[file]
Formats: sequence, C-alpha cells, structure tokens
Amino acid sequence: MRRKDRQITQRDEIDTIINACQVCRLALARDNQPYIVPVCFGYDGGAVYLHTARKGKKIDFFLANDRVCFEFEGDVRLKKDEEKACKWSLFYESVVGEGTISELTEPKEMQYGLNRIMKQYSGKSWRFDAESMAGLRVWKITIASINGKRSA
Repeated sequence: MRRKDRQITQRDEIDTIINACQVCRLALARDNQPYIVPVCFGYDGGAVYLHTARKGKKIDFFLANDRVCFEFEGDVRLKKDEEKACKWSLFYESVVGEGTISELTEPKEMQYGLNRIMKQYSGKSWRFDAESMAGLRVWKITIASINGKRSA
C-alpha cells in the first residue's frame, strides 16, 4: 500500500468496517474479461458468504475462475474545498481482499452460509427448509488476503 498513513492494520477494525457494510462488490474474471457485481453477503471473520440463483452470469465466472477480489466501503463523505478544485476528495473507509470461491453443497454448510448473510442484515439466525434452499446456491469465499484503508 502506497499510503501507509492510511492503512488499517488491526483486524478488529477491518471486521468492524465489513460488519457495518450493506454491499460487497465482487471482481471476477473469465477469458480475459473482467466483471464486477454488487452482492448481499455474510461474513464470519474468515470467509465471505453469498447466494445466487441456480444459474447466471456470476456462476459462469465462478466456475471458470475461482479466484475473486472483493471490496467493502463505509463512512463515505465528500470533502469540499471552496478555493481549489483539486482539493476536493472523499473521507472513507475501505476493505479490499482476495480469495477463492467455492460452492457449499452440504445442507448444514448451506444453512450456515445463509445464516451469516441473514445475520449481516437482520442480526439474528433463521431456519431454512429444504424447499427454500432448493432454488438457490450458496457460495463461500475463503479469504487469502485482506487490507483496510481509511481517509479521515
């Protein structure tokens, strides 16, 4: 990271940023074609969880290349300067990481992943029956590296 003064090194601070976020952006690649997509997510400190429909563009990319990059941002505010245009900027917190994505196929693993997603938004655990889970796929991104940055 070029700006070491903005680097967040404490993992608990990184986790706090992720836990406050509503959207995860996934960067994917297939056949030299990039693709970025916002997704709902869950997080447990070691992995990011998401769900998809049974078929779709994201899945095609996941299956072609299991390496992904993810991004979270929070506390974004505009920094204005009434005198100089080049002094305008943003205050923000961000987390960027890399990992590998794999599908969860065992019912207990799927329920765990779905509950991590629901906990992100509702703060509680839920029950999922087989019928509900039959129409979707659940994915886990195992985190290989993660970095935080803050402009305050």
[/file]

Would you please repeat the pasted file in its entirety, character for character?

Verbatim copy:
Formats: sequence, C-alpha cells, structure tokens
Amino acid sequence: MRRKDRQITQRDEIDTIINACQVCRLALARDNQPYIVPVCFGYDGGAVYLHTARKGKKIDFFLANDRVCFEFEGDVRLKKDEEKACKWSLFYESVVGEGTISELTEPKEMQYGLNRIMKQYSGKSWRFDAESMAGLRVWKITIASINGKRSA
Repeated sequence: MRRKDRQITQRDEIDTIINACQVCRLALARDNQPYIVPVCFGYDGGAVYLHTARKGKKIDFFLANDRVCFEFEGDVRLKKDEEKACKWSLFYESVVGEGTISELTEPKEMQYGLNRIMKQYSGKSWRFDAESMAGLRVWKITIASINGKRSA
C-alpha cells in the first residue's frame, strides 16, 4: 500500500468496517474479461458468504475462475474545498481482499452460509427448509488476503 498513513492494520477494525457494510462488490474474471457485481453477503471473520440463483452470469465466472477480489466501503463523505478544485476528495473507509470461491453443497454448510448473510442484515439466525434452499446456491469465499484503508 502506497499510503501507509492510511492503512488499517488491526483486524478488529477491518471486521468492524465489513460488519457495518450493506454491499460487497465482487471482481471476477473469465477469458480475459473482467466483471464486477454488487452482492448481499455474510461474513464470519474468515470467509465471505453469498447466494445466487441456480444459474447466471456470476456462476459462469465462478466456475471458470475461482479466484475473486472483493471490496467493502463505509463512512463515505465528500470533502469540499471552496478555493481549489483539486482539493476536493472523499473521507472513507475501505476493505479490499482476495480469495477463492467455492460452492457449499452440504445442507448444514448451506444453512450456515445463509445464516451469516441473514445475520449481516437482520442480526439474528433463521431456519431454512429444504424447499427454500432448493432454488438457490450458496457460495463461500475463503479469504487469502485482506487490507483496510481509511481517509479521515
């Protein structure tokens, strides 16, 4: 990271940023074609969880290349300067990481992943029956590296 003064090194601070976020952006690649997509997510400190429909563009990319990059941002505010245009900027917190994505196929693993997603938004655990889970796929991104940055 070029700006070491903005680097967040404490993992608990990184986790706090992720836990406050509503959207995860996934960067994917297939056949030299990039693709970025916002997704709902869950997080447990070691992995990011998401769900998809049974078929779709994201899945095609996941299956072609299991390496992904993810991004979270929070506390974004505009920094204005009434005198100089080049002094305008943003205050923000961000987390960027890399990992590998794999599908969860065992019912207990799927329920765990779905509950991590629901906990992100509702703060509680839920029950999922087989019928509900039959129409979707659940994915886990195992985190290989993660970095935080803050402009305050």